Diagnostic value of serological tests against Pseudomonas aeruginosa in a large cystic fibrosis population

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Abstract

Background:

Serological methods to monitor Pseudomonas aeruginosa colonisation in patients with cystic fibrosis (CF) are advocated but the diagnostic value of a commercially available P aeruginosa antibody test to detect early and chronic P aeruginosa colonisation in a non-research setting has not been assessed.

Methods:

Colonisation with P aeruginosa was estimated by regular culture of sputum or oropharyngeal swabs during three consecutive years in 220 patients with CF aged 0–65 years. Commercially available ELISA tests with three P aeruginosa antigens (elastase, exotoxin A, alkaline protease) were performed at the end of the study period. In a subgroup of 57 patients (aged 4–14 years) serological tests were performed annually.

Results:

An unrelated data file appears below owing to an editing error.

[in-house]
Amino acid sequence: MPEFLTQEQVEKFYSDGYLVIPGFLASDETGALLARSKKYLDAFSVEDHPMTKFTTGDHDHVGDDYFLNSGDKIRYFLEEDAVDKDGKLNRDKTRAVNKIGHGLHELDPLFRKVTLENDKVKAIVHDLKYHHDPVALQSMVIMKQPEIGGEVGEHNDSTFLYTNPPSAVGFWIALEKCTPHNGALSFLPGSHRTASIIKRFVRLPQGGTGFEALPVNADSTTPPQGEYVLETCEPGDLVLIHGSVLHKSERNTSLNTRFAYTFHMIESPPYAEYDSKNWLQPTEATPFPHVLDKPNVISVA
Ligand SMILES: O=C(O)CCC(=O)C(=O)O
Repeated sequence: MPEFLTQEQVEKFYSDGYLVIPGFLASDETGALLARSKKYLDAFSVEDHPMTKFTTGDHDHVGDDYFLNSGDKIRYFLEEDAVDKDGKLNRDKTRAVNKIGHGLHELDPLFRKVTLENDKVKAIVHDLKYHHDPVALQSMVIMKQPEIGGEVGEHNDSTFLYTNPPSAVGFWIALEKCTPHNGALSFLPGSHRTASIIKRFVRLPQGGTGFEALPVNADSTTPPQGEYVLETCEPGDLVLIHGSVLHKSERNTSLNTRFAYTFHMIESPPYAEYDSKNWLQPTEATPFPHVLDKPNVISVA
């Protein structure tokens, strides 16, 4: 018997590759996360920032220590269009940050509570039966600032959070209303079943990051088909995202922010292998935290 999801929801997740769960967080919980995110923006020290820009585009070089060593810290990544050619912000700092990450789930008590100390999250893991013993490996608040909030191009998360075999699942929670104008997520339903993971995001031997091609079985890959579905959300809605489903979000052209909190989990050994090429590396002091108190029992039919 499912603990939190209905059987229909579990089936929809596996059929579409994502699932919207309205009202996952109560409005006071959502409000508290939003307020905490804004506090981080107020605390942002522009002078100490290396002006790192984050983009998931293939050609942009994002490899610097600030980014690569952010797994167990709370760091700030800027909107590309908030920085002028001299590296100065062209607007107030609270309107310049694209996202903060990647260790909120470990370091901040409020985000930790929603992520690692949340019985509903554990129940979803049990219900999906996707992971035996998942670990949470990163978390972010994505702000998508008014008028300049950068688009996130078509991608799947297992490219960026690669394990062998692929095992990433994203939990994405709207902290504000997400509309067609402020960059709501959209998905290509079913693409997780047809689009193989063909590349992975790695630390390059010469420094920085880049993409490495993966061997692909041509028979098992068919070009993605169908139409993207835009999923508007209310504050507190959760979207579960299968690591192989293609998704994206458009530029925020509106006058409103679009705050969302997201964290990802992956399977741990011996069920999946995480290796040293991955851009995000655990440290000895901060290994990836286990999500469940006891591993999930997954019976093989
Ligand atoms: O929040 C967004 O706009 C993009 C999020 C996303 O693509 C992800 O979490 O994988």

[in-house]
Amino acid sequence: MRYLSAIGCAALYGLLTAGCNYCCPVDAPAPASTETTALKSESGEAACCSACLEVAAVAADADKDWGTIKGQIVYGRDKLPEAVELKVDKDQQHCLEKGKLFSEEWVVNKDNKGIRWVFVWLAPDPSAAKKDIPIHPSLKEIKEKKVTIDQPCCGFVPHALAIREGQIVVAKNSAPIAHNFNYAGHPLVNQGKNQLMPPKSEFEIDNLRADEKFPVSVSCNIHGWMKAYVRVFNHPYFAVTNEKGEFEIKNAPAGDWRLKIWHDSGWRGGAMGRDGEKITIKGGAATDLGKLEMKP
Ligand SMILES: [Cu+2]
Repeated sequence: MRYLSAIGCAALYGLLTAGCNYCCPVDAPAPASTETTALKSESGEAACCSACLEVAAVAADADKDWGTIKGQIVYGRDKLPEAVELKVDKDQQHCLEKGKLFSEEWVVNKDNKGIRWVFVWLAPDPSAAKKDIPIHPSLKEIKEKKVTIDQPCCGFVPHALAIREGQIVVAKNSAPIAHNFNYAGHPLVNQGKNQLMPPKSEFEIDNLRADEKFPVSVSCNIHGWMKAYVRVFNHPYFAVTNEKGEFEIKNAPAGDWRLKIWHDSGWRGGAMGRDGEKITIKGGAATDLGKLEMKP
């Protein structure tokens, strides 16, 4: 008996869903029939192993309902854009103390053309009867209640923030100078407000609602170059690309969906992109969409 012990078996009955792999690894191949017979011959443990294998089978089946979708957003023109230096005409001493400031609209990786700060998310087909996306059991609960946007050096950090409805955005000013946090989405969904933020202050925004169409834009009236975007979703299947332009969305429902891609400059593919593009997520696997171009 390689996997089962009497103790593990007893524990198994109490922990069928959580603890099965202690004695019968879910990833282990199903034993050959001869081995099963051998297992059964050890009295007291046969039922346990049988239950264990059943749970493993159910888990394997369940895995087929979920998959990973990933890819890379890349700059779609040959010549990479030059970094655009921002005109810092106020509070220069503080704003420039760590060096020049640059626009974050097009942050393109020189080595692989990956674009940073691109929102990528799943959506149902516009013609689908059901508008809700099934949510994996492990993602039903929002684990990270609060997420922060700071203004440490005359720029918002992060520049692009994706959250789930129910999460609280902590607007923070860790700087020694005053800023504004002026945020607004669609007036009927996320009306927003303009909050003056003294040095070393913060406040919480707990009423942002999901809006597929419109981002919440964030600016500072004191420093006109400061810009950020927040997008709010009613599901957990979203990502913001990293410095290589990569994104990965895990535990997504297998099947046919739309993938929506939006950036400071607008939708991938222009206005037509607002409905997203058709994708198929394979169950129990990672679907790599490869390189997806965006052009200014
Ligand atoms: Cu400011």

Using culture as the reference standard, the ELISA tests using the advised cut off values had a sensitivity of 79% and a specificity of 89% for chronic colonisation. Receiver-operator characteristic curves were created to optimise cut off values. Applying these new cut off values resulted in a sensitivity of 96% and a specificity of 79%. All three individual serological tests discriminated well between the absence and presence of chronic P aeruginosa colonisation. The sensitivity of the individual antibody test was 87% for elastase, 79% for exotoxin A, and 76% for alkaline protease. First colonisation was preceded by positive serological results in only five of 13 patients (38%).

Conclusion:

In patients with CF, serological tests using specific antigens are sensitive for diagnosing chronic P aeruginosa colonisation. However, the failure of serological tests to detect early colonisation in young patients emphasises the need for continued reliance on cultures.

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